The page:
Wildlife tourism, science and scientists: what are the barriers and opportunities
Rodger, K., Moore, S. and Newsome, D. (2006) Wildlife tourism, science and scientists: what are the barriers and opportunities. In: 2nd National Wildlife Tourism Conference 2006, 13 - 15 August, Fremantle.
Wildlife tourism, the viewing of wildlife in their natural environment, is a growing sector of tourism world wide. The presence of diverse and unusual wildlife is a major influence on visitors choosing Australia as a destination. Little is currently known about the short and long term impacts on the wildlife on which such tourism depends. This has resulted in management agencies making decisions on the suitability of human-wildlife interactions based on insufficient data. Given the diversity of possible impacts and possible responses, plus concerns surrounding sustainability, it is essential that good empirical scientific research is available to inform management. This paper draws on scientists’ and managers’ perceptions of science and wildlife tourism to barriers hindering scientists from engaging in wildlife tourism science. It explores the scientific paradigms and power relationships which influence scientists and managers and potentially hinder the development of research into humanwildlife interactions.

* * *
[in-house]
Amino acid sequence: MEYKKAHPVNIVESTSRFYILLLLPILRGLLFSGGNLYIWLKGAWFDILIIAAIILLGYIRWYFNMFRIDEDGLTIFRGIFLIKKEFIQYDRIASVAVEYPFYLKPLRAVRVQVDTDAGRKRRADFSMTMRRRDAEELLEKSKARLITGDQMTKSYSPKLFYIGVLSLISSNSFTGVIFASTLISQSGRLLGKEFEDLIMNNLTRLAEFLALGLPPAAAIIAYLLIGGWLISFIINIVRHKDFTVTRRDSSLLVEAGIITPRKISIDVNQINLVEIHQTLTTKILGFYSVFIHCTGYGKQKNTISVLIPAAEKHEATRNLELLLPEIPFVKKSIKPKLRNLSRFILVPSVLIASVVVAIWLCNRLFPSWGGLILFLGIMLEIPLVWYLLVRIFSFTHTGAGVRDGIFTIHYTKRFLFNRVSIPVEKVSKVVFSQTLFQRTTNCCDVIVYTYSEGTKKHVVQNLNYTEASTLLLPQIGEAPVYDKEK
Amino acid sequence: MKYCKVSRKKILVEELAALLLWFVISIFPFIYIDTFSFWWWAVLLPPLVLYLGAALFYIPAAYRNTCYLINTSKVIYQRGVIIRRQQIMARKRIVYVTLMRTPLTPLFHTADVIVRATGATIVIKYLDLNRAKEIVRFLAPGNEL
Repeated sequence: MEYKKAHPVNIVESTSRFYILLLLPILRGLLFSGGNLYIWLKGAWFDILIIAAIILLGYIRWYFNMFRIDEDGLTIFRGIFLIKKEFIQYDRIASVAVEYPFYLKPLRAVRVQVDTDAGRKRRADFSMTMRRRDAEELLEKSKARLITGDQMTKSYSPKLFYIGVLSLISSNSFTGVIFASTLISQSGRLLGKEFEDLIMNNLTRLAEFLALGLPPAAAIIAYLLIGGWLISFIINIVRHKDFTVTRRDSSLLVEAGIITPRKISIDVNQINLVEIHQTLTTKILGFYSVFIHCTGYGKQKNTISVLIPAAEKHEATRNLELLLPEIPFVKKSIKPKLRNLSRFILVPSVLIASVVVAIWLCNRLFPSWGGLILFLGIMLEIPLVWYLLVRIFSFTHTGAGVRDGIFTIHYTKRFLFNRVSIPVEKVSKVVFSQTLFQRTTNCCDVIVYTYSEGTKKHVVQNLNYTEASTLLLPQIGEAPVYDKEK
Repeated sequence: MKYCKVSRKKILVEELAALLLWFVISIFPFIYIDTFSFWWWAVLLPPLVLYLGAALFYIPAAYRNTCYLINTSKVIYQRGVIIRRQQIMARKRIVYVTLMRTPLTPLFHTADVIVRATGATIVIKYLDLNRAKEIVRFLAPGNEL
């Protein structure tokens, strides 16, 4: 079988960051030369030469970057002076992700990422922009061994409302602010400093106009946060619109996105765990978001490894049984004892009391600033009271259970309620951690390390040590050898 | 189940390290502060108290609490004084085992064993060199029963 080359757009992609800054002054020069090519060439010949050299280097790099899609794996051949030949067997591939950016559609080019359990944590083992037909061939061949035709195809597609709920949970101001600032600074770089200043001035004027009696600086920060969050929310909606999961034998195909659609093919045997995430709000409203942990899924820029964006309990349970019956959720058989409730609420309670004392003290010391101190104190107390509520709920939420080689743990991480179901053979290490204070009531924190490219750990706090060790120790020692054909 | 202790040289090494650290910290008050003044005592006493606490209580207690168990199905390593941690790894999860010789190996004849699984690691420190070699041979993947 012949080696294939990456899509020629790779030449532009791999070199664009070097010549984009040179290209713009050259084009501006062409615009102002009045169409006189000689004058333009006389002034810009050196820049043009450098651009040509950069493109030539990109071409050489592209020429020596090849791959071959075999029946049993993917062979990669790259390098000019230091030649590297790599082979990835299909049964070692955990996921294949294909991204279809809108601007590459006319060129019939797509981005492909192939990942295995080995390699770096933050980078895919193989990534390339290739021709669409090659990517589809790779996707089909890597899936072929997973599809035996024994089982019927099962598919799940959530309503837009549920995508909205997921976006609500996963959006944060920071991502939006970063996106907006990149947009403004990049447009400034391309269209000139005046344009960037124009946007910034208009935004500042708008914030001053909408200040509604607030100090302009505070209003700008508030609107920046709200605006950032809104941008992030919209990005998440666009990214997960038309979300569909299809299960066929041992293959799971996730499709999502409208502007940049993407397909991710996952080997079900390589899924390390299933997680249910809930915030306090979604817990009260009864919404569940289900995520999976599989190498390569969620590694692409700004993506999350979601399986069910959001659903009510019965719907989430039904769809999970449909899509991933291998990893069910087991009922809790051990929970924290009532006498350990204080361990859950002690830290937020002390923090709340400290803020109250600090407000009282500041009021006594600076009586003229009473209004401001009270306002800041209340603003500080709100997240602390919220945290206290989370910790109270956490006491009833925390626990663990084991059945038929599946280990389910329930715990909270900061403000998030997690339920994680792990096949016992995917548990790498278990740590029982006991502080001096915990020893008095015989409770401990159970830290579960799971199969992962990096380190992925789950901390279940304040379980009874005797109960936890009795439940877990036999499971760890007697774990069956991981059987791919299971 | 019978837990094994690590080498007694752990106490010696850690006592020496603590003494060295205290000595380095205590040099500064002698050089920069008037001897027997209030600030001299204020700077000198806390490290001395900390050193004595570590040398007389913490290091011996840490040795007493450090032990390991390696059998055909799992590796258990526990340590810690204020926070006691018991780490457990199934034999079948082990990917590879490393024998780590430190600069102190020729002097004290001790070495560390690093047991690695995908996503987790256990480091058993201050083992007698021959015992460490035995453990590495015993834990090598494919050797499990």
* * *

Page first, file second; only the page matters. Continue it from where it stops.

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|Murdoch Affiliation:||School of Environmental Science|
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